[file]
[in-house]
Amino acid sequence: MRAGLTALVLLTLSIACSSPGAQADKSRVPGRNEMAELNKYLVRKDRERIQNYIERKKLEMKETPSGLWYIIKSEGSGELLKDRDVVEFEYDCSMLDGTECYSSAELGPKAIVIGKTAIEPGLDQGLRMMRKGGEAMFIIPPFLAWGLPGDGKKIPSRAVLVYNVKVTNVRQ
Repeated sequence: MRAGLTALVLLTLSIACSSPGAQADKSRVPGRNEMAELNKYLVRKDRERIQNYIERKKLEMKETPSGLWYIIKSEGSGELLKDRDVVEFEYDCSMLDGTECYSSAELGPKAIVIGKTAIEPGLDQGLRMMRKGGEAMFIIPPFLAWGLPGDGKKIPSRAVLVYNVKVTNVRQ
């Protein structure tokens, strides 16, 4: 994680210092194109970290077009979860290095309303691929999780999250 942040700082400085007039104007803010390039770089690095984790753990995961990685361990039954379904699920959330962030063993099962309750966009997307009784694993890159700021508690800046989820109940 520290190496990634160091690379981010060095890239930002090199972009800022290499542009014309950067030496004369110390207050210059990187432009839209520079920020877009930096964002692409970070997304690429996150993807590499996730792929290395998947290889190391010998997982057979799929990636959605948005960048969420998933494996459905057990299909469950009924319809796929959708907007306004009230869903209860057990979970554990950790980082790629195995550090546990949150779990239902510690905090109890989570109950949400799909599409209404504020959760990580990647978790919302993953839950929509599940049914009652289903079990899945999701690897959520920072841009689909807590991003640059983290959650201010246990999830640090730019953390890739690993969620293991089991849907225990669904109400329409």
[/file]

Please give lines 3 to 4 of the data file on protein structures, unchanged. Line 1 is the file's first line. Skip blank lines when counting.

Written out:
Repeated sequence: MRAGLTALVLLTLSIACSSPGAQADKSRVPGRNEMAELNKYLVRKDRERIQNYIERKKLEMKETPSGLWYIIKSEGSGELLKDRDVVEFEYDCSMLDGTECYSSAELGPKAIVIGKTAIEPGLDQGLRMMRKGGEAMFIIPPFLAWGLPGDGKKIPSRAVLVYNVKVTNVRQ
């Protein structure tokens, strides 16, 4: 994680210092194109970290077009979860290095309303691929999780999250 942040700082400085007039104007803010390039770089690095984790753990995961990685361990039954379904699920959330962030063993099962309750966009997307009784694993890159700021508690800046989820109940 520290190496990634160091690379981010060095890239930002090199972009800022290499542009014309950067030496004369110390207050210059990187432009839209520079920020877009930096964002692409970070997304690429996150993807590499996730792929290395998947290889190391010998997982057979799929990636959605948005960048969420998933494996459905057990299909469950009924319809796929959708907007306004009230869903209860057990979970554990950790980082790629195995550090546990949150779990239902510690905090109890989570109950949400799909599409209404504020959760990580990647978790919302993953839950929509599940049914009652289903079990899945999701690897959520920072841009689909807590991003640059983290959650201010246990999830640090730019953390890739690993969620293991089991849907225990669904109400329409």